Adele Griffin and Lisa Brown have written a unique illustrated young adult novel that is difficult to categorize. It's carefully researched historical fiction but also a ghost story and a mystery with graphic novel elements as well. With illustrations that mimic the look of a Civil War scrapbook kept by our heroine, our story is told in the first person by orphan Jennie Lovell, who together with her twin brother has been raised for the last four years by her aunt and uncle alongside their two sons, Will and Quinn. Before the novel opens, Jennie and Will have fallen in love and become engaged.
Jennie's girlish dreams of happiness vanish as all three young men in the household go off to fight for the Union cause. First her brother dies of disease (which killed many more soldiers than did the battles themselves), then her cousin Quinn staggers home with a terrible wound to his face and the news that her fiance, Will, has died in combat. Or has he?
Jennie soon realizes that Quinn has a secret he's not telling--"and the dead cannot defend themselves." With the death of her fiance, Jennie has no status in the household. She writes:
I am sixteen years old, nearly grown, my school days finished, my fiance dead on the battlefield, my future as valuable as a wooden nickel.She tries to make herself useful as a nurse to Quinn, and helps with various household tasks, becoming more like a servant than a member of the family.
But when her uncle asks Jennie to contact a photographer who also has a reputation as a medium, strange things begin to happen. Is Will trying to communicate with her from the grave, or is the spirit photographer playing tricks on her? How can she explain the mysterious events that lead her to discover a lost locket, Will's last letter, and perhaps the secret as to how Will really died--not on the battlefield at all, but as a prisoner at the infamous Andersonville prison camp?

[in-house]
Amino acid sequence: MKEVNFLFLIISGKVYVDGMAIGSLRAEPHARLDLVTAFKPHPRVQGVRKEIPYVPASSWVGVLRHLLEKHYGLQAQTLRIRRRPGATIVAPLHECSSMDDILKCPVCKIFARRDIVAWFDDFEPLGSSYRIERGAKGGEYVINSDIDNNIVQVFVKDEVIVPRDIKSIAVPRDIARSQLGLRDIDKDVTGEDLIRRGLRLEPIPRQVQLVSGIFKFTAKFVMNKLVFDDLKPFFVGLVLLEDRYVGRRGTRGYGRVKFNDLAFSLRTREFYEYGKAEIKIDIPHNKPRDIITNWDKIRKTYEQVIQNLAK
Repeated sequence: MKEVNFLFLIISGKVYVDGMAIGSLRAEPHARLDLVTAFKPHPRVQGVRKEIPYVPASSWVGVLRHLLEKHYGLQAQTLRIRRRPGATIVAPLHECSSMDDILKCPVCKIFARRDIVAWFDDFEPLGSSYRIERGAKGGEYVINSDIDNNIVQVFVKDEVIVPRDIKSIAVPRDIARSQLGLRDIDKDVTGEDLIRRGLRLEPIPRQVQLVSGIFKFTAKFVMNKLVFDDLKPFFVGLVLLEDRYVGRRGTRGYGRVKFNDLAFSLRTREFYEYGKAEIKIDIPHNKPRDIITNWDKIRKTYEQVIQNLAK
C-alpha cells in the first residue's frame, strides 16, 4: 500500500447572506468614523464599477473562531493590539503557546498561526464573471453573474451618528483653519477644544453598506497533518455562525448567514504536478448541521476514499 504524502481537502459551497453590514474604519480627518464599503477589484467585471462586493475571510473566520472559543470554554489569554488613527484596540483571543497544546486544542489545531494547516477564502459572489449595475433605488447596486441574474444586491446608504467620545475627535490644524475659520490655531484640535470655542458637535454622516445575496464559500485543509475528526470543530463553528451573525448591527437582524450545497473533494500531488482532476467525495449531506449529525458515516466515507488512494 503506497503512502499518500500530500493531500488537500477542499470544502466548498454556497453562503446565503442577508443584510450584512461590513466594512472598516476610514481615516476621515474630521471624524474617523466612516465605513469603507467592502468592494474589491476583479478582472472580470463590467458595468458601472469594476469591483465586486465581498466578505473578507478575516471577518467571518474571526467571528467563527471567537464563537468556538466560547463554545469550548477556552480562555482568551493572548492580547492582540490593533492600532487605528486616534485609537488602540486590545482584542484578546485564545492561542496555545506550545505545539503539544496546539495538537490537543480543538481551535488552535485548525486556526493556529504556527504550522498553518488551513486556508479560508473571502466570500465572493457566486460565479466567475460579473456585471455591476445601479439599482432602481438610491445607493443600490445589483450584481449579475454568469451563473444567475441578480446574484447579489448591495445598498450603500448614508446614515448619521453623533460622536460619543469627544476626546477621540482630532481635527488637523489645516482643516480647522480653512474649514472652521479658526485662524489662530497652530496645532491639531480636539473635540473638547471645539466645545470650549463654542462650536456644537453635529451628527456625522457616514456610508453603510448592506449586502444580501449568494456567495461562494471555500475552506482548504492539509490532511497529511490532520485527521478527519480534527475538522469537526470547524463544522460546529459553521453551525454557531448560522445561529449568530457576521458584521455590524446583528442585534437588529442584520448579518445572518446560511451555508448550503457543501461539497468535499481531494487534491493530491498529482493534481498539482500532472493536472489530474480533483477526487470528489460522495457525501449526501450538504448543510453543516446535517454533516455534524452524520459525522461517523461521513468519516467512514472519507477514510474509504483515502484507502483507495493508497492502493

There is certainly no shortage of novels for young people about this period, but Picture the Dead, with its genre-bending story, makes an important contribution to Civil War novels and would be an excellent purchase for school or public libraries, as well as for any reader who enjoys a good mystery and ghost story.
What is unique about this book is the way the author/illustrator integrate both spiritualism and photography into their tale, both of which played a critical role in this time period. Spiritualism, or the belief that the living can communicate with the dead through mediums, attracted enormous numbers of followers during this time period, capitalizing on the millions who grieved for loved ones lost during the war. Photography, too, was tremendously important at the time; the Civil War was the first major combat to be widely photographed, with teams of photographers sent out to cover the action. Because of the unwieldy equipment, photographers could depict only camp scenes, preparations for or retreat from action, or the horrifying aftermath of battle.
In this novel, the many illustrations are integral to the story, even providing clues to the mystery; Brown based her images on Civil War-era photographs from the Library of Congress. Here's an example: In fact, the models for the different characters are one of the many topics that can be explored on the book's terrific website, which also includes lots of additional information about the Civil War, the authors, photography during the period, and more, as well as useful links to other informational sites.
An interview with Lisa Brown about Picture The Dead can be found here:
To read the first chapter of this book, click here.